Republicans who argue Democrats have drifted left of the values of many people of color are banking on those gains.
Lieutenant governor nominee Shane Hernandez is running to be the first Hispanic to serve in the role in state history. During an after-party speech to Republicans following the party’s nominating convention in August, he brought up his own journey to the Republican party.
“I believed I was a Democrat because we were low income, we were Hispanic, and [my dad] was a union worker. But somewhere in my teens I realized everything my dad’s family came to this country for and everything he taught me was a conservative value,” Hernandez said.
He told the crowd he believes there are several others out there like him that the party can reach.
First-time Republican nominating convention delegate Rola Makki, a Lebanese American, said she got involved in conservative politics because she was unhappy with the state’s COVID-19 response.
“I’m a small business owner myself. It affected me. And just seeing other states opening up, thriving, while our small businesses were closing here made me think, what’s going on? Like, there has to be a change. We need better representation,” she said.
Makki says conservative Republicans are doing more to provide the quality of life her parents sought when they immigrated to the United States in the 1970s. She found getting to help choose who will appear on the November ballot at the convention to be an exciting experience. But Makki said she’d also like to see more people who look like her running as Republicans.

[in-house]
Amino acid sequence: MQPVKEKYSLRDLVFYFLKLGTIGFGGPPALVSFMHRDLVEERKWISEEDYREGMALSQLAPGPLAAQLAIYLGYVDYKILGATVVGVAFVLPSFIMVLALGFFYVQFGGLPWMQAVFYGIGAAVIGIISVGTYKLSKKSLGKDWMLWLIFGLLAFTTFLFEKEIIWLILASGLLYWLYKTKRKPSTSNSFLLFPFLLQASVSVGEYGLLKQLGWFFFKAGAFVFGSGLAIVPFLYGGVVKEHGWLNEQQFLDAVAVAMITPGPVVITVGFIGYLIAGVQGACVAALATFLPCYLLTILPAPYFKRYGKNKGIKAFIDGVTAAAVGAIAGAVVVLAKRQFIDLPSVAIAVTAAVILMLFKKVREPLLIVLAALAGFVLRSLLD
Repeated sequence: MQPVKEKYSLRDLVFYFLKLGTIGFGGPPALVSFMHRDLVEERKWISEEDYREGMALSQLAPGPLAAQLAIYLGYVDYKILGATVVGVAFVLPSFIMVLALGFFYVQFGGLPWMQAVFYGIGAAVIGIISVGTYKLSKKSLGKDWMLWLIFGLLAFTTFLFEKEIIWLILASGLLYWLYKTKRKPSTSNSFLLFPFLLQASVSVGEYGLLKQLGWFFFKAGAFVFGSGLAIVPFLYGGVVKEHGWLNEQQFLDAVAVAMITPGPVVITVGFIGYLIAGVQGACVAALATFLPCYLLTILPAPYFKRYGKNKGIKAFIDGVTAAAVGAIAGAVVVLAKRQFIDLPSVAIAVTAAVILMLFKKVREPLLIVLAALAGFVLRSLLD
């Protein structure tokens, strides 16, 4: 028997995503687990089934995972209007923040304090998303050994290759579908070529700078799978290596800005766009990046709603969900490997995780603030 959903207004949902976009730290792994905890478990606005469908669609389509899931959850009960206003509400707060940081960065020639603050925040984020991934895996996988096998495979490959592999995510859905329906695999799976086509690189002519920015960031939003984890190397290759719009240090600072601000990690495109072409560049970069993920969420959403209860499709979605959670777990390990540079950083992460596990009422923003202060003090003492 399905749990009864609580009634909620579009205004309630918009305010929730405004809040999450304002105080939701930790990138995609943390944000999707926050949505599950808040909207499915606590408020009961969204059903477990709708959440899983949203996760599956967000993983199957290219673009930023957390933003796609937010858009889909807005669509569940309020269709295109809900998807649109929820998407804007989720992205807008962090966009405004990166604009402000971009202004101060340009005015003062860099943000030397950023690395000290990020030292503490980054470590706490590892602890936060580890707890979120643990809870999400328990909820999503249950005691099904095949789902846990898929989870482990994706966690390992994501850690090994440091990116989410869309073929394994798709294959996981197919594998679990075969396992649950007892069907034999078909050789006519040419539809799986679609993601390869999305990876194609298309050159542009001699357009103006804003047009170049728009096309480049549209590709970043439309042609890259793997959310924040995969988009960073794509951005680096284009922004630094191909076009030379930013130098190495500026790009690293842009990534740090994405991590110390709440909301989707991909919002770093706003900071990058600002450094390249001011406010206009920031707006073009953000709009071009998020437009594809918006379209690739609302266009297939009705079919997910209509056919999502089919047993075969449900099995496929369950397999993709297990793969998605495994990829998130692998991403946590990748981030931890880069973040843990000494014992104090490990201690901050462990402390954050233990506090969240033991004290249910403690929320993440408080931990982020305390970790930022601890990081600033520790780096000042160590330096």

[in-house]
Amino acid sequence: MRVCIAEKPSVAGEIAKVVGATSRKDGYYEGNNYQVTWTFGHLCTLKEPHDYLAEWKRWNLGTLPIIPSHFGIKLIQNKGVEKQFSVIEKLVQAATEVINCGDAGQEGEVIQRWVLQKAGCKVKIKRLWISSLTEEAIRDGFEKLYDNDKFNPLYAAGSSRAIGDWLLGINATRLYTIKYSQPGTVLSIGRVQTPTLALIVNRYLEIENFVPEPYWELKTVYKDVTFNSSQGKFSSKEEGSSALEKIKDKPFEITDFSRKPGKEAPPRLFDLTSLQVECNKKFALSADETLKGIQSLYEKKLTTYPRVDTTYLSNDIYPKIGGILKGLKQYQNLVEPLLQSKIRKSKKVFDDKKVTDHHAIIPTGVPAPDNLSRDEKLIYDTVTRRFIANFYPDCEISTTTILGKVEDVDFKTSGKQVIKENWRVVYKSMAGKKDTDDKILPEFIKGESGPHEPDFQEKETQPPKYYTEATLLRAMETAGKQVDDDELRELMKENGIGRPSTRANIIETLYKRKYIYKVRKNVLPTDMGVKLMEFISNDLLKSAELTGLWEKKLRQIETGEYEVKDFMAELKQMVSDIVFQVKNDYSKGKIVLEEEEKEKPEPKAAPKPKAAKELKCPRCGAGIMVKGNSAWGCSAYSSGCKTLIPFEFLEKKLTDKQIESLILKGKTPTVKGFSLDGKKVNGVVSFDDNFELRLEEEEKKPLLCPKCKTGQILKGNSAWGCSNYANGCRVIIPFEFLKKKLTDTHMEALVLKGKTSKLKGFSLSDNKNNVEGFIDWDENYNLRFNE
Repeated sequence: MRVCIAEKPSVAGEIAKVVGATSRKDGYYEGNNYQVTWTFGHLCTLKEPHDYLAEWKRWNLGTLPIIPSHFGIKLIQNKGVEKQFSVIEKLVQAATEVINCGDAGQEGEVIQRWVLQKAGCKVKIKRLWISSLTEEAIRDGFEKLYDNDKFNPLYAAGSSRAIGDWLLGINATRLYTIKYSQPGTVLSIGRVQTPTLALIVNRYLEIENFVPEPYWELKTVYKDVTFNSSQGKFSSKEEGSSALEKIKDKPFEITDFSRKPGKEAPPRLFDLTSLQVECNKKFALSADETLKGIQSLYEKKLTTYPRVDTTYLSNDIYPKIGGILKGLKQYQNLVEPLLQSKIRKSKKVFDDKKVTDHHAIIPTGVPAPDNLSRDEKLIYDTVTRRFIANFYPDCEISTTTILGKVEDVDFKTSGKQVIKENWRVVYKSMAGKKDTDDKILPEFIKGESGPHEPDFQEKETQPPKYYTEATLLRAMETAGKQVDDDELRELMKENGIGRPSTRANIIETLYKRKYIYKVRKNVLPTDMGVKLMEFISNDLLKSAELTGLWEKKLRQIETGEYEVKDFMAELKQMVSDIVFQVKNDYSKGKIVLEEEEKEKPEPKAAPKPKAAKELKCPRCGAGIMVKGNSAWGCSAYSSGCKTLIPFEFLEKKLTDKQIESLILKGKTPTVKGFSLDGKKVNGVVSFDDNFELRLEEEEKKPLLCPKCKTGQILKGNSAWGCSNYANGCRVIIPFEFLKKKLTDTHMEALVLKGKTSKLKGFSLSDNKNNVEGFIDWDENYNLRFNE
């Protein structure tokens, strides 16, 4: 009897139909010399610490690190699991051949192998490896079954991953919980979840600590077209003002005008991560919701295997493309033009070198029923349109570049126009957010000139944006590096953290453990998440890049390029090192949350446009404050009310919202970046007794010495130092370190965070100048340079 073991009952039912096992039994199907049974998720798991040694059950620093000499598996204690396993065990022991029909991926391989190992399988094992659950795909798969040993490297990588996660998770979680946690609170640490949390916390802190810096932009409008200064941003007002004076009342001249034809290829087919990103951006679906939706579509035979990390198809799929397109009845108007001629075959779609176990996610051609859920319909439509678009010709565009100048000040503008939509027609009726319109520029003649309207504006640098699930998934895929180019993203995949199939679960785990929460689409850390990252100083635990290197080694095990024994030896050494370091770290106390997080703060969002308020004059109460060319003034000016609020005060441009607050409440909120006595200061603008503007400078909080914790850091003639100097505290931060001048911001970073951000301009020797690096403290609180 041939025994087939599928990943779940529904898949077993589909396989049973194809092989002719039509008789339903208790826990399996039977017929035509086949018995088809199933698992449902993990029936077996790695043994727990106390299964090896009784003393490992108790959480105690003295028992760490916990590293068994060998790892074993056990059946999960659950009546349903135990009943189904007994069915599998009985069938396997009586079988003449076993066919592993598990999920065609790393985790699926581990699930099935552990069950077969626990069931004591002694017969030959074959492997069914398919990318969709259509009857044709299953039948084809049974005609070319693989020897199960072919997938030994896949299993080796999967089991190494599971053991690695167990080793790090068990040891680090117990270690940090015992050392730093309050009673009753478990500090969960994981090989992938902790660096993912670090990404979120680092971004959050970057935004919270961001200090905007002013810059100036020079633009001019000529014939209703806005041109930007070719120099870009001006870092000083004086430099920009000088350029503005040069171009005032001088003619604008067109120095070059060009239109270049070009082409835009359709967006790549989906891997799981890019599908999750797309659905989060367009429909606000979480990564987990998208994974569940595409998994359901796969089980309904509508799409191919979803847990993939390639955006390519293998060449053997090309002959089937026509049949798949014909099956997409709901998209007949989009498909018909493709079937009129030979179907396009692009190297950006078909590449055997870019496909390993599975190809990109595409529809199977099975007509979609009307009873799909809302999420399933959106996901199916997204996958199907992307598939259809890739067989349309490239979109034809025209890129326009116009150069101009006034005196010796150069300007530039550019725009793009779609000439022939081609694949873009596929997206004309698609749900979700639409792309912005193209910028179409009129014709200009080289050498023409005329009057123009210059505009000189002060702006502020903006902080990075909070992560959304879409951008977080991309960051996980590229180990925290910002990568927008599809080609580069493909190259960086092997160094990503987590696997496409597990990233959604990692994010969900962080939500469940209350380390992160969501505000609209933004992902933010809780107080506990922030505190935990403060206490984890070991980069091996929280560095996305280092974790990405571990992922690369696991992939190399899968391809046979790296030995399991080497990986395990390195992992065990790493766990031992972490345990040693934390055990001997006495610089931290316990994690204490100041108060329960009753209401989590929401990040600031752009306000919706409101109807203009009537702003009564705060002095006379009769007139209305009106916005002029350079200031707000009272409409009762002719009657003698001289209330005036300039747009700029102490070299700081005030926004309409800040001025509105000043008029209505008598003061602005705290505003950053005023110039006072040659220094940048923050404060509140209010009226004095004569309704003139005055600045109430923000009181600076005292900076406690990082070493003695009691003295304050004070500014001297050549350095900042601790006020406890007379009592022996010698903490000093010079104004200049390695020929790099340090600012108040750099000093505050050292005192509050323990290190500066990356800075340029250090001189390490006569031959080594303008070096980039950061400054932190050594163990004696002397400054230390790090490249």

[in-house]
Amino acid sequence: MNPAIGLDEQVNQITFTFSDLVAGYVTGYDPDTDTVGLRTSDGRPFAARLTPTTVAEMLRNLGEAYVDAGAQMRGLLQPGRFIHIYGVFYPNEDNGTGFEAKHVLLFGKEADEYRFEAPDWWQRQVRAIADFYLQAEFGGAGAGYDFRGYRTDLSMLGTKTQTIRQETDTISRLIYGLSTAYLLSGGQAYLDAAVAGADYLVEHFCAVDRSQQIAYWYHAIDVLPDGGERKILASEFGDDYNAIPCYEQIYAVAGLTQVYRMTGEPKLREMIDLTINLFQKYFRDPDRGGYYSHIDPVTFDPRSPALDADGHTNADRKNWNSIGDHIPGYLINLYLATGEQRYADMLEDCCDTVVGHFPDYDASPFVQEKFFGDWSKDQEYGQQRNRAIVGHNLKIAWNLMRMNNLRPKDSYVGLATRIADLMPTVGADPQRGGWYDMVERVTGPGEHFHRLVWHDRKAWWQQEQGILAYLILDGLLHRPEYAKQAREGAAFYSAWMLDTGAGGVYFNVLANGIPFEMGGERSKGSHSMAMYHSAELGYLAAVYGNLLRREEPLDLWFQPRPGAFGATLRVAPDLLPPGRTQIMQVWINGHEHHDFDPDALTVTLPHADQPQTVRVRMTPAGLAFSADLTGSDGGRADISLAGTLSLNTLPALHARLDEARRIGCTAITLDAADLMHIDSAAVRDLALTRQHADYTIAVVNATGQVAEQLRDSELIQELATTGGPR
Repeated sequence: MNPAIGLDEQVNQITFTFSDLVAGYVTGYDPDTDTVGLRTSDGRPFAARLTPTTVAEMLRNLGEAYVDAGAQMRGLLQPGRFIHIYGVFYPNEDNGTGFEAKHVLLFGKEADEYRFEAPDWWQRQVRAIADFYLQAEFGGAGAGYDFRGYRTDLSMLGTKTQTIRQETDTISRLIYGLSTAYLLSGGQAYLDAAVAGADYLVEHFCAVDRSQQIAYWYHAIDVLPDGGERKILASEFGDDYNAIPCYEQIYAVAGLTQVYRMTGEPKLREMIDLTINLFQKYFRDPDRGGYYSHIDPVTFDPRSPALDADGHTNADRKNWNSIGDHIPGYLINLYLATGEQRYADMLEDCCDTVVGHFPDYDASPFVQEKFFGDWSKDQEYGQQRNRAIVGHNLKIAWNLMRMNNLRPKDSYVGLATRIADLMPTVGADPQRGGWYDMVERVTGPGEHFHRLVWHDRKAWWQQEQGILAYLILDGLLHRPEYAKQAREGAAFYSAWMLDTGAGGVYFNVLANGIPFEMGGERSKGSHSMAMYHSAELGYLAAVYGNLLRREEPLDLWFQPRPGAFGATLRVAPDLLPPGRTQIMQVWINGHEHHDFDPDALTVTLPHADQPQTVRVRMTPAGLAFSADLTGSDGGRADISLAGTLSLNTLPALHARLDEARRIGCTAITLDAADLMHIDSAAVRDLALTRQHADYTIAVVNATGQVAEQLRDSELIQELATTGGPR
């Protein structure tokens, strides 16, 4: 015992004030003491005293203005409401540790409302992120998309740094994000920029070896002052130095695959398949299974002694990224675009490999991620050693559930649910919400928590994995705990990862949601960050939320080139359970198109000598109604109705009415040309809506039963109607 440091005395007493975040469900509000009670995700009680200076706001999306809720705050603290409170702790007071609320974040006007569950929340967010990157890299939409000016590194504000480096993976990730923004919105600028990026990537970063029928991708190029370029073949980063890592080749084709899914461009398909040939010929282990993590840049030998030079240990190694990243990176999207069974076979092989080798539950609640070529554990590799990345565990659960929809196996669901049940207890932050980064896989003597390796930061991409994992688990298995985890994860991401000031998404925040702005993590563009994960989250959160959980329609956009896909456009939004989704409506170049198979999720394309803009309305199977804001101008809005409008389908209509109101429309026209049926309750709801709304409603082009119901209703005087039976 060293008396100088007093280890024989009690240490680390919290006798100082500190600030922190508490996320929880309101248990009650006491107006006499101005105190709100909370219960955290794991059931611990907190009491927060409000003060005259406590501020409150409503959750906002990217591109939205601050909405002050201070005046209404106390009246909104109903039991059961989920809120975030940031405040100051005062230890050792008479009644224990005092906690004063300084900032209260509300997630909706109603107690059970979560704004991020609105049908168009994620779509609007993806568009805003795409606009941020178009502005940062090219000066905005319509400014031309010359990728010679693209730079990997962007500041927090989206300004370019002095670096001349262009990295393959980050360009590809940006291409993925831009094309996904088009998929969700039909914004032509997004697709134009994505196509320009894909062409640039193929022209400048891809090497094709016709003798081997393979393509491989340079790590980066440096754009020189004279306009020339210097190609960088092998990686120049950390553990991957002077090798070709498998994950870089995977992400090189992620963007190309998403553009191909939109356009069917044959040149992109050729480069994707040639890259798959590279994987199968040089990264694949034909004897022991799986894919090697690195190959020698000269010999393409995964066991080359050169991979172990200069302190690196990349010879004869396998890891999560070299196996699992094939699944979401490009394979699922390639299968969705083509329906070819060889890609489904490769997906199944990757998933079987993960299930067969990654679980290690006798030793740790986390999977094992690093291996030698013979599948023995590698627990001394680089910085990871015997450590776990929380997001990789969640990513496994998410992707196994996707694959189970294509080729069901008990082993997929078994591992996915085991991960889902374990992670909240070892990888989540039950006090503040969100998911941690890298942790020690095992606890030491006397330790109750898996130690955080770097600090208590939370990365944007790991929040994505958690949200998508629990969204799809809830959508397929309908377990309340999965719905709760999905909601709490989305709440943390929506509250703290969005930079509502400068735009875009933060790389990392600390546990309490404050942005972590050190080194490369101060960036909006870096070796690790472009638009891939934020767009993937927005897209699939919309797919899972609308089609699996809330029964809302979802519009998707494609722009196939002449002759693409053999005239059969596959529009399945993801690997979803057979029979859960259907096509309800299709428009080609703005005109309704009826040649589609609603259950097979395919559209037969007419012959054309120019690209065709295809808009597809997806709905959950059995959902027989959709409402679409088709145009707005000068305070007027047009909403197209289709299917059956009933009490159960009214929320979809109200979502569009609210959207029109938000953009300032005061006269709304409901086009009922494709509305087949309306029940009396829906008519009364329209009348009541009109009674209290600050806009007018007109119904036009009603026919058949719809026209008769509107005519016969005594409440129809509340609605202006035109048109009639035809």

That’s where organizers like Stephanie Butler come in. A white woman herself, she married into a Lebanese American family and now wants to help her adopted community become more politically engaged.
“The more that we are voting for people that don’t align with what we hope for, for our kids and their future, the worse things have been progressively getting from what we see as far as the schools standpoint is concerned,” Butler said.
She said anger over issues like access to controversial books in her Dearborn school district’s libraries is creating space for Republicans to step in.
Conservatives like Butler see room to chip away at a current Democratic stronghold in Wayne County. And, party lines in the United States have shifted before.
The southern U.S. once voted reliably Democrat. Republicans could be hoping for a similar siphoning off of racial and ethnic minority voters who hold conservative values but retain historical ties to Democrats or feel their community would be better off under Republican control.
Grossman, with MSU, said the south’s transition red took decades to accomplish. And that occurred at a time when the electorate, as a whole, was capable of large swings between parties from election to election.
Grossman calls the phenomenon of communities of color voting with the parties that most align with their political beliefs ideological sorting. He said the trends don’t favor that happening immediately.
“We don’t know that it would take long,” Grossman said. “We just know that … even if we bought into the analogy completely, it would not suggest any kind of instant large shift.”
Whether we’re on the edge of a significant change is unclear. Many would likely say no. But this year’s more diverse slate of Republican candidates would suggest it’s at least worth a discussion.